Spotlighting and Breaking Down Phoenix Suns' Power Forward Position

Sam CooperCorrespondent IIIOctober 8, 2013

PHOENIX, AZ - APRIL 19:  Channing Frye #8 of the Phoenix Suns talks to the media after the game against the Los Angeles Clippers on April 19, 2012 at U.S. Airways Center in Phoenix, Arizona.  NOTE TO USER: User expressly acknowledges and agrees that, by downloading and or using this Photograph, user is consenting to the terms and conditions of the Getty Images License Agreement. Mandatory Copyright Notice: Copyright 2012 NBAE (Photo by Barry Gossage/NBAE via Getty Images)
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It has now been a few years since Amar'e Stoudemire left for New York City, and the Phoenix Suns are still trying to replace that production and find a new star power forward for the future. Though Luis Scola and Channing Frye were both serviceable veterans, the Suns haven't been able to find a future starting power forward yet.

Perhaps that player isn't on the current roster and the Suns will have to look to the NBA draft or free agency in order to find a quality power forward for the future. 

But the Suns do have a couple of prospects at this position, and they will try to get the most out of those prospects by making this season all about player development. 

This season, there are only three players who will be logging a significant amount of minutes at power forward. Those three are Markieff Morris, Channing Frye and Marcus Morris.

Unfortunately for the Suns, they do not have much variety at this position. All three of these players really have a similar skill set. There is no defensive enforcer, tenacious rebounder or dominant post player. All three of these guys are special in that they have range and are capable of knocking down long-range shots. But besides that, they do not appear to have any fantastic secondary skills.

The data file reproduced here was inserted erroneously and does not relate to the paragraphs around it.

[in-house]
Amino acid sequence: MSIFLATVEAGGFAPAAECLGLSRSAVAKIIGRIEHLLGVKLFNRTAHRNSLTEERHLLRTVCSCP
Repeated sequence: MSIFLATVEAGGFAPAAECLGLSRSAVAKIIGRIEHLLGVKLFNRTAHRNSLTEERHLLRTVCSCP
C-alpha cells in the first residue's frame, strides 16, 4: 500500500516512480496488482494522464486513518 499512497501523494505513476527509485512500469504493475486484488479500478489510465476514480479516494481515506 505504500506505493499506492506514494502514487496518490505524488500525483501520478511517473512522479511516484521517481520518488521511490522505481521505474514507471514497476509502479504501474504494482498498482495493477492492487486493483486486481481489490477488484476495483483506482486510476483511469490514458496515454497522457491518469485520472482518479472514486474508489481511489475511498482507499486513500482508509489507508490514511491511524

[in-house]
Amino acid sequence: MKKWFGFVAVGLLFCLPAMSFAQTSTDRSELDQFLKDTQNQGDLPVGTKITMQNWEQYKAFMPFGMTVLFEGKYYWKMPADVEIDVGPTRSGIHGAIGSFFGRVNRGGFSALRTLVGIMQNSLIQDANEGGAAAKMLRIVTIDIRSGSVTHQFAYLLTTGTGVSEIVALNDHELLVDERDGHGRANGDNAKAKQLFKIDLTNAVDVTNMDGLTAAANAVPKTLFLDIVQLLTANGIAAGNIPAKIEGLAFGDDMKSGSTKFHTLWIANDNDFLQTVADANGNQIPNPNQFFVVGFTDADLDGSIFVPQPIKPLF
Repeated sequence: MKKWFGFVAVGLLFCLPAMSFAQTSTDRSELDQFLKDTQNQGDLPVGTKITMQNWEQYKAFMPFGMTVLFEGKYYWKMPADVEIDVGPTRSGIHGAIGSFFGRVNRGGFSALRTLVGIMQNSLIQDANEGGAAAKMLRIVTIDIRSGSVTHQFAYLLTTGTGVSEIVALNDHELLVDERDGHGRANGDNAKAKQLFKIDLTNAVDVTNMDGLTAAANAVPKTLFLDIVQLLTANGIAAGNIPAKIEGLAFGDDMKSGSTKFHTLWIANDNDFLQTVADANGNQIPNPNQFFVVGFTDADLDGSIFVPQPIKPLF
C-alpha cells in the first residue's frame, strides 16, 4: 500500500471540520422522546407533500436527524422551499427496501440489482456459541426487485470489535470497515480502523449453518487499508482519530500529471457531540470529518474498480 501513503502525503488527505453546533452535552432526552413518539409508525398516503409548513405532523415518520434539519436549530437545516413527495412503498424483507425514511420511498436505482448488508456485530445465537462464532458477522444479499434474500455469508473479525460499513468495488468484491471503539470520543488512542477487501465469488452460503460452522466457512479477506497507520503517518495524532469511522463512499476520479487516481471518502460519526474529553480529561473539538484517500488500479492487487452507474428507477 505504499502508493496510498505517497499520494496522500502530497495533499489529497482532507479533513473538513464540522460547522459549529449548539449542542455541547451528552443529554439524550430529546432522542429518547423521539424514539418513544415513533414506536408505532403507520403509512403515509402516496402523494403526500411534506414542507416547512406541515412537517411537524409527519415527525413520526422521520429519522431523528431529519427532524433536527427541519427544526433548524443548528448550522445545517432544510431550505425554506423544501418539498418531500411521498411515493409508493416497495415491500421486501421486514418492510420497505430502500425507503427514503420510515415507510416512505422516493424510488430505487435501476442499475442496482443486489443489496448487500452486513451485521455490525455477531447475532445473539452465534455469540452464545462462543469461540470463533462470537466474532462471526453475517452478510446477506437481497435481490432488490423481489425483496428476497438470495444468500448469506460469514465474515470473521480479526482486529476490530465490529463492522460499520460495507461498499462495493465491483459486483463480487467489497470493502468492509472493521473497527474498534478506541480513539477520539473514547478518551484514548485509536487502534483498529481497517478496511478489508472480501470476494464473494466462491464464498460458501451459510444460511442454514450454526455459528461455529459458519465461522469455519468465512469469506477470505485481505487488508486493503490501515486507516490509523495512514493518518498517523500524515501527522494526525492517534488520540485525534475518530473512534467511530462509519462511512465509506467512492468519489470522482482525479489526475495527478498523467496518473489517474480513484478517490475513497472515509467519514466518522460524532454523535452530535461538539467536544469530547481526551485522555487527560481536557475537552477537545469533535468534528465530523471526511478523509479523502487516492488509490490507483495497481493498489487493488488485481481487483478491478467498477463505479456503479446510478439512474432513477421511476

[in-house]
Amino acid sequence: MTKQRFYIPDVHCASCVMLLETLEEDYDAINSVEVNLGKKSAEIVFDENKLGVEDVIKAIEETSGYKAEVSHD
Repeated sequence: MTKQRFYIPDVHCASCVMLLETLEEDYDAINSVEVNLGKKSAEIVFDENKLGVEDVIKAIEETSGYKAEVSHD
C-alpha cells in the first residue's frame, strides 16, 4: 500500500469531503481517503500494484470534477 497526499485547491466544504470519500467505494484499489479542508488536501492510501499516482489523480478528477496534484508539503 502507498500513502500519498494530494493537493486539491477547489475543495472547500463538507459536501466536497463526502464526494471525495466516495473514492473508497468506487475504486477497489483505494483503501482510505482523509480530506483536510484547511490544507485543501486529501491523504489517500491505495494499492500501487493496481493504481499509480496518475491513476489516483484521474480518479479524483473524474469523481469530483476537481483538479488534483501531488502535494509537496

Now, here is the full breakdown of the position.


Markieff Morris

When the season begins, Markieff Morris will be the team's starting power forward. Fans will be unimpressed by looking at his stats page, as he averaged just 8.2 points and 4.8 rebounds per game last season and appeared to show little improvement between his rookie and sophomore seasons.

However, contrary to popular belief, Markieff has done relatively well when given starting minutes. Last season, in 13 games where he played at least 30 minutes, Morris averaged 15.2 points, 7.8 rebounds and 1.6 blocks per game while shooting 51 percent from the field and 50 percent from downtown.

Those numbers certainly bring some hope. Perhaps if all goes well, Markieff could be the future starting power forward the Suns are looking for. And even if this isn't the case, that stat line does at least mean that it is not time to give up on the 2011 lottery pick just yet. 

But before the Suns commit any more money or time to Markieff after his rookie deal expires, he needs to work on the consistency of his shot as well as his defense. These are known flaws of both the Morris twins. 

Morris especially needs to work on his jump shot if the Suns are to be at all successful in winning games this season. Neither Eric Bledsoe nor P.J. Tucker are great three-point shooters, so Morris will have to be one of the major long-range threats in that starting lineup to create proper spacing.

And if Morris is to be a part of the Suns' long-term plans, he can no longer be a defensive liability. Last season, he posted a defensive rating of 106 with an offensive rating of just 96. 

We will see just how much Morris improved over the summer soon enough through his performance in the preseason games. This could potentially be his breakout season, in which case he would emerge as one of the top scorers on the roster. But if he again appears stagnant in his production, the Suns will have to look elsewhere for a starting power forward.